The field of host-retrovirus interactions is complex and wide since multiple cellular proteins can act as positive or negative factors for viral infections or pathogenesis. In this work, we investigated the role of some cellular proteins on HIV-1 infectivity. The first examined factor is HLA-C and its potential role in AIDS progression. The analysis of the HLA-C genotype of 96 HIV-1 positive patients unveils the statistically significant association between some HLA-C variants, less stably bound to β2microglobulin/peptide complex, and a more rapid AIDS progression (p-value = 0.0143). The second considered aspect is the role of cellular proteins on HIV-associated neurocognitive disorders development (HAND). Finding new biomarkers and genetic factors linked to HIV associated neurocognitive disorders was the aim of this second study. The analyzed factors include HLA-C, Apolipoprotein E, β2microglobulin, and Neurofilament Light Chain (NFL). A cohort of 32 patients was selected for this study and the subjects were classified according to their neurocognitive status. HLA-C and Apolipoprotein E genotypes were determined through an Allele Specific PCR approach, while β2microglobulin and Neurofilament Light Chain plasma levels were quantified. Unfortunately, an association between the analyzed genetic factors/biomarkers and HAND development could not be determined due to the poor patient’s recruitment caused by the COVID-19 pandemic. The third analyzed factor is ACOT8, a thioesterase discovered as an HIV-1 Nef protein-interacting partner. To unravel ACOT8 involvement in HIV-1 infectivity pseudotyped viruses were produced using Hek293T wild type or ACOT8 knock-out cell lines. The infection step was performed using TZM-bl wild type or TZM-bl ACOT8 knock-out cell lines. This approach revealed a probable ACOT8 role on virus production and infection that will be further analyzed.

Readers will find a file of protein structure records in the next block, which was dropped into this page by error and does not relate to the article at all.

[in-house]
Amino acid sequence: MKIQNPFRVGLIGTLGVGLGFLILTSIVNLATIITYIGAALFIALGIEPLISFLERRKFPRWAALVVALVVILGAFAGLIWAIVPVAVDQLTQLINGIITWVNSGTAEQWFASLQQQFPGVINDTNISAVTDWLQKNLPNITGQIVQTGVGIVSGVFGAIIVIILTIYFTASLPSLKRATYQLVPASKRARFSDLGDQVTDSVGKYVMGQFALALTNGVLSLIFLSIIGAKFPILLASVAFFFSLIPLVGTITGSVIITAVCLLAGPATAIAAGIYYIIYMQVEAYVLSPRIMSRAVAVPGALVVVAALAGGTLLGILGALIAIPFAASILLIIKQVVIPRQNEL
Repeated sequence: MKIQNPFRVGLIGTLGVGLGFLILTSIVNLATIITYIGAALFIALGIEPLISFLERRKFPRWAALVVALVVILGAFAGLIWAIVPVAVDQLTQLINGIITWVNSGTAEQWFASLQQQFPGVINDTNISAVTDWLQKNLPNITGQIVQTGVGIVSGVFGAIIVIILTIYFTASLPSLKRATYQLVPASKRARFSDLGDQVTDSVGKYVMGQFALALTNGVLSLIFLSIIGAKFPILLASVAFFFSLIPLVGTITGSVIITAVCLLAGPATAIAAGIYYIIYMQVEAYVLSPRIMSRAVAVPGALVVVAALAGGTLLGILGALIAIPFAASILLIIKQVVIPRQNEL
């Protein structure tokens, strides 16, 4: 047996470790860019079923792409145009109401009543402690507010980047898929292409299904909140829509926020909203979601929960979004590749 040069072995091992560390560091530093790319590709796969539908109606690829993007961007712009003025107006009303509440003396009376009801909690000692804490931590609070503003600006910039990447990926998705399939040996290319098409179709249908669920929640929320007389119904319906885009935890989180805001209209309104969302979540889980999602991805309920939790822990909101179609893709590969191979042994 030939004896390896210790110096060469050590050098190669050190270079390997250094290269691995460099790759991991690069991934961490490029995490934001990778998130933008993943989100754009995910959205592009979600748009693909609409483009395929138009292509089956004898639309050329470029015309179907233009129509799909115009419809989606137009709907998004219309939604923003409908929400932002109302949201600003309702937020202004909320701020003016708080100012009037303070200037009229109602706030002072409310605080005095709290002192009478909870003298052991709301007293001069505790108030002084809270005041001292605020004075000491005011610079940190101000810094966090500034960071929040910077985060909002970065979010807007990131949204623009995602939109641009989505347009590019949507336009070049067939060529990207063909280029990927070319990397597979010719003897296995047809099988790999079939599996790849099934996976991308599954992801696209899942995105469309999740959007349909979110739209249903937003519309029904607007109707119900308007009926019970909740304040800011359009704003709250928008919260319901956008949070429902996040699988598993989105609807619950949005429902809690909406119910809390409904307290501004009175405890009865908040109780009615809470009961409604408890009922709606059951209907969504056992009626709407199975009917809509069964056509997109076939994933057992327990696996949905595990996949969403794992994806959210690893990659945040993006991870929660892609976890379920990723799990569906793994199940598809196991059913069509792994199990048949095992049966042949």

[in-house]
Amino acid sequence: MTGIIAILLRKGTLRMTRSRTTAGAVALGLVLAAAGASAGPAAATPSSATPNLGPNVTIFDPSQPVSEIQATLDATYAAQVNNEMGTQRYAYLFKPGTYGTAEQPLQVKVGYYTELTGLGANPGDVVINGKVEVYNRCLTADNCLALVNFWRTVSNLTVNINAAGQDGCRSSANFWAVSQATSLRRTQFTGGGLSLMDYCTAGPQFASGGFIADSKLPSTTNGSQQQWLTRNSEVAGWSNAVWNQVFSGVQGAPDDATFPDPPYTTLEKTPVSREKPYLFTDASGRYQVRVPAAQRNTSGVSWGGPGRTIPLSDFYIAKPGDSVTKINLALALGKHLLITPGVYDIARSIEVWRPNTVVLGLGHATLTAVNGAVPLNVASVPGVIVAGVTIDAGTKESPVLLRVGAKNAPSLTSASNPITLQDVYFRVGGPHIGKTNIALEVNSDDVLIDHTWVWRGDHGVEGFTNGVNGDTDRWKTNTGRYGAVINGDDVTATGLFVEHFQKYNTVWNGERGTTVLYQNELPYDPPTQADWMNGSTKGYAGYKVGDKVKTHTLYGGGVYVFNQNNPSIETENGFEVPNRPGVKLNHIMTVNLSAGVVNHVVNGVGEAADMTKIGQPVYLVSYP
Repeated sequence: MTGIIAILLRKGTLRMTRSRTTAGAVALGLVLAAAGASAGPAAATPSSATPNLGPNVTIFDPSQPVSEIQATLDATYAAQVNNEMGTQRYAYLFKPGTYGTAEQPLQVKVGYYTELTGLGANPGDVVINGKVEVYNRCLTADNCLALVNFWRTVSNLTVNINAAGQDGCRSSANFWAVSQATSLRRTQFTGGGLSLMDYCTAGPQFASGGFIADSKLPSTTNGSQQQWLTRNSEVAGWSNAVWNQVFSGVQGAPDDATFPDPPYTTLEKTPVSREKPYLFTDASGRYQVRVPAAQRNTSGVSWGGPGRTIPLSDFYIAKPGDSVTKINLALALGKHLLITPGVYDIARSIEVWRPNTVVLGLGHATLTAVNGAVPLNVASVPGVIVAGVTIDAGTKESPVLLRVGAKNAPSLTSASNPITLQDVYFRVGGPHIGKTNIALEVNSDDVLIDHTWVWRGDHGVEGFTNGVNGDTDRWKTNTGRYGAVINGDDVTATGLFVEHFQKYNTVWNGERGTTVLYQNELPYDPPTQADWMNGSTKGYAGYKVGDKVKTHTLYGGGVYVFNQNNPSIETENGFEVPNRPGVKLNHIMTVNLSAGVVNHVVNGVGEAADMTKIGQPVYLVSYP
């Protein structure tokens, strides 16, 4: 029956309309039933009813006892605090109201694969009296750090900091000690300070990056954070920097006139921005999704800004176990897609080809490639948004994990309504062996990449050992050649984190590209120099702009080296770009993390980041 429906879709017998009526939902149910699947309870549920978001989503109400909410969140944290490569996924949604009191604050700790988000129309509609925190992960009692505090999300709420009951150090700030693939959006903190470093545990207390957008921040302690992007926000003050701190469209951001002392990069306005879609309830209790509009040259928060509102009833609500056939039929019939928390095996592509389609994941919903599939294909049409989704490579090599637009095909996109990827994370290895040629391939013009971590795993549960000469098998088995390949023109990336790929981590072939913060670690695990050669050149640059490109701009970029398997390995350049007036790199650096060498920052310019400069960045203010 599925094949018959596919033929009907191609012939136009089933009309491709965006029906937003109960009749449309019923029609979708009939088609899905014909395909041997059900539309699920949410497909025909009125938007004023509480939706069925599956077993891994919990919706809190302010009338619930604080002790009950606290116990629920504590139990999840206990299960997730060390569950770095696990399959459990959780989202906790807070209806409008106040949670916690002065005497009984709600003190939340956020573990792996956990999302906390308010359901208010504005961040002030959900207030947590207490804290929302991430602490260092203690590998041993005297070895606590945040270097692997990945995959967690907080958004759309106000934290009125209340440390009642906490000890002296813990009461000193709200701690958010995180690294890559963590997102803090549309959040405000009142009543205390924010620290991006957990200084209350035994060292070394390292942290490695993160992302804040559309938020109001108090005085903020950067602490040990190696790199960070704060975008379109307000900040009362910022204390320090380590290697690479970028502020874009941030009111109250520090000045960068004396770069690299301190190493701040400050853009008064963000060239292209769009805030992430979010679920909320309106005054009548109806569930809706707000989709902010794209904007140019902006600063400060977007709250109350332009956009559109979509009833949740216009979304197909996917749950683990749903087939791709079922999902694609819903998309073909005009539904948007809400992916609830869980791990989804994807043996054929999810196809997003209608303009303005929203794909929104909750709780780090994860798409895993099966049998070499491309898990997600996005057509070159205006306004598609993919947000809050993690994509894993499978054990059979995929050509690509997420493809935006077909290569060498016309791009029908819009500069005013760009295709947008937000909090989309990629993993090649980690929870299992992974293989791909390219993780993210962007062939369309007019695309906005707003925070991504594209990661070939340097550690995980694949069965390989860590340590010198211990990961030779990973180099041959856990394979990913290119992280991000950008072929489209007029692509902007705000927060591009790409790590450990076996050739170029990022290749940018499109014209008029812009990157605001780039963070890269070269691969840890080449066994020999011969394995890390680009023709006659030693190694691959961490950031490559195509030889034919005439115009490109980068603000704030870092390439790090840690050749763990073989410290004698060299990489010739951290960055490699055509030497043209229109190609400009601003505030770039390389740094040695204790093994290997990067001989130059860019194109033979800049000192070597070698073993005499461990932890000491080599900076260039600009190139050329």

Host factors restricting HIV-1 infectivity

Chiara Stefani
2022

Abstract

The field of host-retrovirus interactions is complex and wide since multiple cellular proteins can act as positive or negative factors for viral infections or pathogenesis. In this work, we investigated the role of some cellular proteins on HIV-1 infectivity. The first examined factor is HLA-C and its potential role in AIDS progression. The analysis of the HLA-C genotype of 96 HIV-1 positive patients unveils the statistically significant association between some HLA-C variants, less stably bound to β2microglobulin/peptide complex, and a more rapid AIDS progression (p-value = 0.0143). The second considered aspect is the role of cellular proteins on HIV-associated neurocognitive disorders development (HAND). Finding new biomarkers and genetic factors linked to HIV associated neurocognitive disorders was the aim of this second study. The analyzed factors include HLA-C, Apolipoprotein E, β2microglobulin, and Neurofilament Light Chain (NFL). A cohort of 32 patients was selected for this study and the subjects were classified according to their neurocognitive status. HLA-C and Apolipoprotein E genotypes were determined through an Allele Specific PCR approach, while β2microglobulin and Neurofilament Light Chain plasma levels were quantified. Unfortunately, an association between the analyzed genetic factors/biomarkers and HAND development could not be determined due to the poor patient’s recruitment caused by the COVID-19 pandemic. The third analyzed factor is ACOT8, a thioesterase discovered as an HIV-1 Nef protein-interacting partner. To unravel ACOT8 involvement in HIV-1 infectivity pseudotyped viruses were produced using Hek293T wild type or ACOT8 knock-out cell lines. The infection step was performed using TZM-bl wild type or TZM-bl ACOT8 knock-out cell lines. This approach revealed a probable ACOT8 role on virus production and infection that will be further analyzed.
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Utilizza questo identificativo per citare o creare un link a questo documento: http://hdl.handle.net/11562/1073347
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